They’ve grown up in their beloved United States, investing their sweat and tears in this land like so many of the rest of us. It chills them down deep that some in this country are cold on them and would cast them out.“A lot of stuff has happened we didn’t expect to happen,” Ruben, a 30-year-old local man, told me Wednesday. “But we’re your friends and neighbors, your service providers. We’re not a foreign entity trying to take stuff away from you. We’re not here to hurt anybody.
The Journal published this column of mine on the month after the attacks of Sept. 11, 2001. Today, I’m still thinking of the New York victims, as well as those killed at the Pentagon and in the Pennsylvania plane crash, and their survivors, both in our area and across America.For most of my life, I had had the image that too many small-town Southerners have of New Yorkers — I had tended to think of them as self-absorbed city slickers with whom I had little in common.
On the eve of another Sept. 11 anniversary, maybe it’s worth thinking about ways we can reach children so they don’t grow up to be haters who take their anger out on the world.We’re obviously a long way from the Middle East. We’re not the terrorist-breeding ground that region is. We do face a growing threat from domestic terrorists, as last month’s slaying of a counter-protester at the Klan/Nazi rally in Charlottesville underscored.
Muck Rack makes it simple to find people, tweets, or articles that mention any name, keyword, company, hashtag etc. We've compiled this guide to help you make the most of your search.
Selecting a term
Start searching tweets, articles from media outlets, articles mentioned in tweets, journalists'
names, titles and bios with some suggested searches:
Companies or Topics (e.g. iPhone, Microsoft)
Phrases (e.g. "cloud computing") — use quotes to keep the terms together
Twitter handles (e.g. @username) — returns those who have mentioned or replied to
Names (e.g. "David Pogue")
Hashtags (e.g. #sxsw, #london2012)
Bio details (e.g. vegan, Olympics, father)
Muck Rack's Advanced Search allows for many boolean operators.
Find results that mention multiple specified terms, use AND or
+. For example, ensure each result contains both Elon Musk and Mark Zuckerberg by
searching Obama AND Romney or Obama + Romney.
Use the operators OR or , to broaden your search when you'd like either of
multiple terms to appear in results. (This is the default behavior of our search when no operators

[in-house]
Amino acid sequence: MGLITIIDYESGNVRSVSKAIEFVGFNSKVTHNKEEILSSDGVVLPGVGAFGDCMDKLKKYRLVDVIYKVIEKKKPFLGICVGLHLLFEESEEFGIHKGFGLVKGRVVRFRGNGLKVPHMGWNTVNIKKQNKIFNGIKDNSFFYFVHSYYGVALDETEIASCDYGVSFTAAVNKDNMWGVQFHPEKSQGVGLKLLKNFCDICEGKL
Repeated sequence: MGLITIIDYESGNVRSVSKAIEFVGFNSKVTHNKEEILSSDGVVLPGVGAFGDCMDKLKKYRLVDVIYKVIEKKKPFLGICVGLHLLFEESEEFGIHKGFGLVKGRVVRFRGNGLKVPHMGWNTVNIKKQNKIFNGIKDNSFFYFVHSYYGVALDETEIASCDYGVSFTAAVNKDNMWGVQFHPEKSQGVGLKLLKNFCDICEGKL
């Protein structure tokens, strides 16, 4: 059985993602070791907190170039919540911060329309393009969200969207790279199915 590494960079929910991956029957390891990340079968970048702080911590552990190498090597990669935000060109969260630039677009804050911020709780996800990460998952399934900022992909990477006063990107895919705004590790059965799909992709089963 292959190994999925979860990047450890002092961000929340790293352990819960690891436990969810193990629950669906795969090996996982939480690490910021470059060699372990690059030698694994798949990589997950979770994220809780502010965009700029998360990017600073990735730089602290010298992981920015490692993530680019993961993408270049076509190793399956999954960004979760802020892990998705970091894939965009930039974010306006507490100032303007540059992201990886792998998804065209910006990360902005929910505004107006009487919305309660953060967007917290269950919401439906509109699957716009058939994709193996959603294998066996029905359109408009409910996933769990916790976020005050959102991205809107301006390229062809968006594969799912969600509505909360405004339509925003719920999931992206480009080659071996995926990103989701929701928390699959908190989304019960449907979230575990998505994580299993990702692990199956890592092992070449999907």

are used.) For example, search for democrat OR republican to find results that refer to
Democrats and/or Republicans.
Use NOT or - to subtract results from your search. For
example, searching Disney will yield results about the Walt Disney Company as well as Walt Disney
World Resort. To exclude mentions of Disney World, search for Disney -World or Disney
When using one of these operators with a phrase, enclose it in quotation marks. For example, you can
find results about smartphones excluding Apple's iPhone 4S by searching smartphone -"iPhone
Exact case matching or punctuation
If you're searching for a brand name or keyword that relies on specific punctuation marks or capitalization, you can
find results that match your exact query by adding matchcase: before the keyword you're searching for, like matchcase:E*TRADE .
Use parentheses to separate multiple
boolean phrases. For example, to find journalists talking about having fun in Disney World or
Disneyland, search for ("disney world" OR disneyland) AND fun.
An asterisk can be used to search for any variation of a root word truncated by the asterisk. For example, searching for admin* will return results for administrator, administration, administer, administered, etc.
A near operator is an AND operator where you can control the distance between the words. You can vary the distance the near operation uses by adding a forward slash and number (between 0-99) such as strawberries NEAR/10 "whipped cream", which means the strawberries must exist within 10 words of "whipped cream".